Friday, April 15, 2016

Moruya Heads to Mossy Point With A Little Help From A Sail

We have had some adventures in kayak sailing before, but, mostly we only use sails on our kayaks when we are in waters without big swells. Now that we are getting more comfortable in rougher water it seemed like time to get some sailing practice on the open ocean. Thursday the forecast was perfect. Light winds in the morning gradually increasing to reach 15 or 20 knots in the afternoon. We could paddle north from Moruya Heads in the morning to Mossy Point, then turn around and kayak sail back with the rising wind. Not only would we get some sailing practice, but we could finish up our project to paddle the coast from Moruya to Ulladulla. 

It was calm in the morning. No wind and only a low swell. I began to think perhaps we should have gone back out to the Tollgate Islands to try for the blue cave again. It is good to be flexible, but sometimes I find constantly changing plans mentally fatiguing and I just can't face the drama, so north we went.
There was a lone SUP surfing the perfect wave off Moruya Heads - another inclination to change plans crossed my mind - and a dolphin swam past us as we paddled out beyond the breakwater and headed north. Incised into Moruya Heads are a series of rocky gutters good for playing in and turning south to see what they were like today also tempted me. 

So calm that paddling was actually a bit boring

On glassy water with a low rolling swell we paddled north up Bengello Beach to Broulee Head. It was interesting to paddle along the surf line and identify all the rips running out. As we passed each one I tried to work out whether landing through the rip would be easier than landing through the surf as rips often flatten out the waves. On some rips yes, others did not look any different, at least from the back. 

We had a very quick break in the little bay on the south side of the isthmus between Broulee Island and the mainland. Sometimes the swell comes right in this bay but it was calm and sheltered today. Around Broulee Island there was only a little bit of current, mostly it was extraordinarily calm. The north wind was gradually ticking up but we continued on to Mossy Point. Around the south side of Mossy Point there are more rock gardens that would be good for playing in.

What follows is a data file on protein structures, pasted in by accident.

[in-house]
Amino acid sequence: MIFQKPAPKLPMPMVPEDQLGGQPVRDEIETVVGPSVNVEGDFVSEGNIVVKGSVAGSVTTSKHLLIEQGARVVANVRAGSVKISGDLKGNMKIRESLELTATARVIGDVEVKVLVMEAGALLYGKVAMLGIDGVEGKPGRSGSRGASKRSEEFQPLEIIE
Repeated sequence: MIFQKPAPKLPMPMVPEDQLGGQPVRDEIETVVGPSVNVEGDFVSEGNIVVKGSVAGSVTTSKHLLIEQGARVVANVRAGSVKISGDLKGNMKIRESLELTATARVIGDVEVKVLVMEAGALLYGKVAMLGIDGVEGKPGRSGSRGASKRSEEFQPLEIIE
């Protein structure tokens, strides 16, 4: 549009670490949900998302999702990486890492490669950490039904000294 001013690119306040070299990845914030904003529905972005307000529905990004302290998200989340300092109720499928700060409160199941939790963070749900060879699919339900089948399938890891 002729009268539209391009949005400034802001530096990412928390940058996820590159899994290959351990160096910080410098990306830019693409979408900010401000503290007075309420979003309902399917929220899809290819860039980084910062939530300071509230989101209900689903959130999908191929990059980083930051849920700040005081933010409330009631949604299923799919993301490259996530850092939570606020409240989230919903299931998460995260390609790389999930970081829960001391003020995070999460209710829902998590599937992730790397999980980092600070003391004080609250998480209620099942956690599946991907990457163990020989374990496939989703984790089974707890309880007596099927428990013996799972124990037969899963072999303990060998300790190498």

The little bay on the south side of Broulee isthmus

After a second quick stop just inside Mossy Point on a tiny beach accessed by a rocky gutter, we prepared the sails for the trip back. We have modified our Pacific Action sails so that you can reduce the size by one or two thirds. The full sail, at a metre square, can be a bit of a handful. As we knew the wind would only be rising, we took the top third off so the sail would be roughly 0.66 square metres. 

I hoisted my sail as soon as I cleared the channel off Mossy Point and, for the first time that day, got ahead of Doug. The kayak immediately felt lighter, but, also more tippy. Travelling to Broulee Island the wind was slightly quartering but once we got to Bruny Island we could point directly downwind to Moruya Heads.
Travel was a lot faster. We did two kilometres (roughly) less heading south than we had done heading north as we pretty much straight-lined the coast. Turns out, about 12 km heading south with sails up took us about half the time as 14 km heading north without sails. 

Super calm around Broulee Island

Sometimes for almost a half a minute, the kayak would actually sail straight down the following waves, but, most of the time I was using corrective strokes to prevent broaching. After three years paddling these boats (Prijon Marlin) I can say that they do not track at all. The slightest wind blows them off course and they broach almost instantly in a following sea. But, you paddle what you got, so I usually just think about what great practice I am getting. 

Near the breakwater at Moruya Heads we pulled the sails down. I had to keep mine up a bit longer than Doug to wait for a bit of a lull in the wind as I was too unstable to take a hand off the paddle and yank my quick pull-down cord. As soon as we dropped the sails the kayaks felt unaccountably heavy and slow, which made me remember my silly discussion with the guys last weekend about light versus heavy boats. Once inside the Moruya River, the wind swung around to get funnelled up towards Moruya and we could sail back to the vehicle. The wave off Moruya Heads was still pretty perfect, but I was ready to get out of the boat, and Doug was really hungry, so, we passed it up until another time. 

 Rip spotting along Bengello Beach

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